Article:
This is a question that has been debated for several thousand years. One popular myth, dating all the way back to Aristotle in the 4th century BC and which still endures somewhat today, is that it is simply a case of magnification caused by the Earth’s atmosphere. While a “magnification” effect is taking place, it actually is going the other way and is more of a compression. Atmospheric refraction causes the Moon to appear very slightly smaller in the vertical axis when it is near the horizon vs. when it is high in the sky. This refraction, combined with the fact that the Moon is about 4000 miles further away when it is on the horizon, causes it to appear 1.5% smaller, if you were to measure very precisely its apparent size on the horizon vs. higher in the sky.
So if it’s not magnification from the Earth’s atmosphere, what is going on here? In short, the Moon appearing bigger near the horizon is nothing more than an optical illusion. It’s really as simple as that. You can verify this fact by taking a pair of calipers or even just a ruler and measure the diameter of the Moon on the horizon; later that night, when it is higher in the sky, measure it again. (Be sure and hold the measuring device at the same length away from your eyes each time to get accurate results.) If you do it precisely enough, you’ll find that it actually will measure about the same size both times, despite appearing nearly twice as big to your brain when it is on the horizon.
Exactly what is going on in our brains to cause this optical illusion is still somewhat up for debate, but it seems to center around size consistency, where our brains are trying to grapple with the size of an object vs. how far away it thinks it is. For instance, when you see someone very far away from you and their head looks incredibly tiny, your brain doesn’t for an instant think that the person and their head is actually tiny. It adjusts your perception based on what else is in your vision to gather that third dimension of depth.
Something of this same effect is thought to be happening with the Moon, only this time your brain is getting tricked into thinking that the Moon is further away when it is on the horizon, making it appear bigger to you. This is known as a Ponzo Illusion, named after Italian psychologist Mario Ponzo.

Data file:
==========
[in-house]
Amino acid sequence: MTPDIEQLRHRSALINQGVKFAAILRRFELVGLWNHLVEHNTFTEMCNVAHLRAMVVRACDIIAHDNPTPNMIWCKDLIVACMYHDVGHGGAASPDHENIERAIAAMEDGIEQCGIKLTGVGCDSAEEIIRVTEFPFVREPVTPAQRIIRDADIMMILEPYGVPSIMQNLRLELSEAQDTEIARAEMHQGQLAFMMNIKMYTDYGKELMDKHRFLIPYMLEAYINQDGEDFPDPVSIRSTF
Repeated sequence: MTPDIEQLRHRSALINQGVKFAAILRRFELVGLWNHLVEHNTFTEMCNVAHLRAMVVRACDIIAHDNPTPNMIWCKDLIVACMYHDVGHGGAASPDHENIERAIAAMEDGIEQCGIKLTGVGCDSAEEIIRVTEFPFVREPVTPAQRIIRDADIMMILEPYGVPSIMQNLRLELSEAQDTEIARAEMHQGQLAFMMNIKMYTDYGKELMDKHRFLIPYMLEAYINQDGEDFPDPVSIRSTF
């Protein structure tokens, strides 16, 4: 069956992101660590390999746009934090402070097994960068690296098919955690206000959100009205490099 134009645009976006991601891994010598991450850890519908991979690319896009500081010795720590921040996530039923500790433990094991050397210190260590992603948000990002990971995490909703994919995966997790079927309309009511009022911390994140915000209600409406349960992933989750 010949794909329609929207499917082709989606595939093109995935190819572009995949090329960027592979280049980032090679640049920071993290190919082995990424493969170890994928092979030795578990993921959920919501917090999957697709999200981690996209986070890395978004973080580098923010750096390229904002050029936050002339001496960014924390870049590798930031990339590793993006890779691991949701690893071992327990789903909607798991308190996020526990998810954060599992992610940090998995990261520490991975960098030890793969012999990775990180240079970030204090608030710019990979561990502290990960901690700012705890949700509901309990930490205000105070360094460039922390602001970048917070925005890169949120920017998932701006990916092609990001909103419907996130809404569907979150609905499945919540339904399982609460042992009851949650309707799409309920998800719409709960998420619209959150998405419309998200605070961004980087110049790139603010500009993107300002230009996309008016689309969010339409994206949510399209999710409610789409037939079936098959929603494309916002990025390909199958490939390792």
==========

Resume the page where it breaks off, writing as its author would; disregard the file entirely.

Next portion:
Mario Ponzo first demonstrated the “Ponzo Illusion” in 1913. In this experiment, Ponzo drew two converging vertical lines on a piece of paper. He then drew two horizontal lines crossing these lines, one at the top, and one at the bottom. These two horizontal lines are the same length, but it appears that the one at the top is longer because it appears further away. This is due to our brains interpreting the two converging lines as parallel lines that only appear to be converging because they are getting further away. Thus, if both horizontal lines are making the same length “imprint” on our eyes, but one is further away, then the one that is further away must be much larger, so our brains perceive it as larger than it actually is.
So, in the end, it’s a matter of our brain’s getting tricked in terms of the distance from the Moon to us when it’s on the horizon vs. high in the sky. When it’s on the horizon, our brain has reference points to compare and judge the distance based on that, and similarly adjust the apparent sized based on that perceived distance. When it is high in the sky, there is nothing useful to compare it to so the apparent size changes based on how far away our brain thinks it is at that point, namely thinking that it is closer to us high in the sky and further away on the horizon.
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- This same effect of something appearing larger on the horizon can also be observed with the Sun and constellations as well.
- The Moon always has the same side pointing towards the Earth due to its rotation speed matching its orbit around the Earth exactly. This isn’t by chance and it wasn’t always this way. When the Moon first formed, its rotation speed was very different than it is now. Over time, the Earth’s gravitational field gradually slowed the Moon’s rotation until the orbital period and the rotational speed stabilized. This effect isn’t unique to our moon, but also to many of the moon’s orbiting various planets in our solar system.
- The Moon also has a somewhat similar affect on the Earth, slowing the Earth’s rotation about 1.5 milliseconds every century. With that energy the Moon is stealing, it is gradually getting further and further away from the Earth, about 3.8 centimeters further away every year. This might not sound like much, but consider that, when the Moon was first formed, it was orbiting at about 14,000 miles away from the Earth. Today, it’s over 280,000 miles from Earth. Assuming the Earth had an abundance of water around the time period when the Moon was only about 14,000 miles away, the tidal effects must have been drastic as the Moon orbited.
- Contrary to popular belief, the Moon isn’t round, but rather is slightly egg shaped. What we see is one of the small ends, which faces the Earth.
- Tides aren’t just caused by the Moon, but are also to a lesser extent caused by the Sun’s gravitational field as well.
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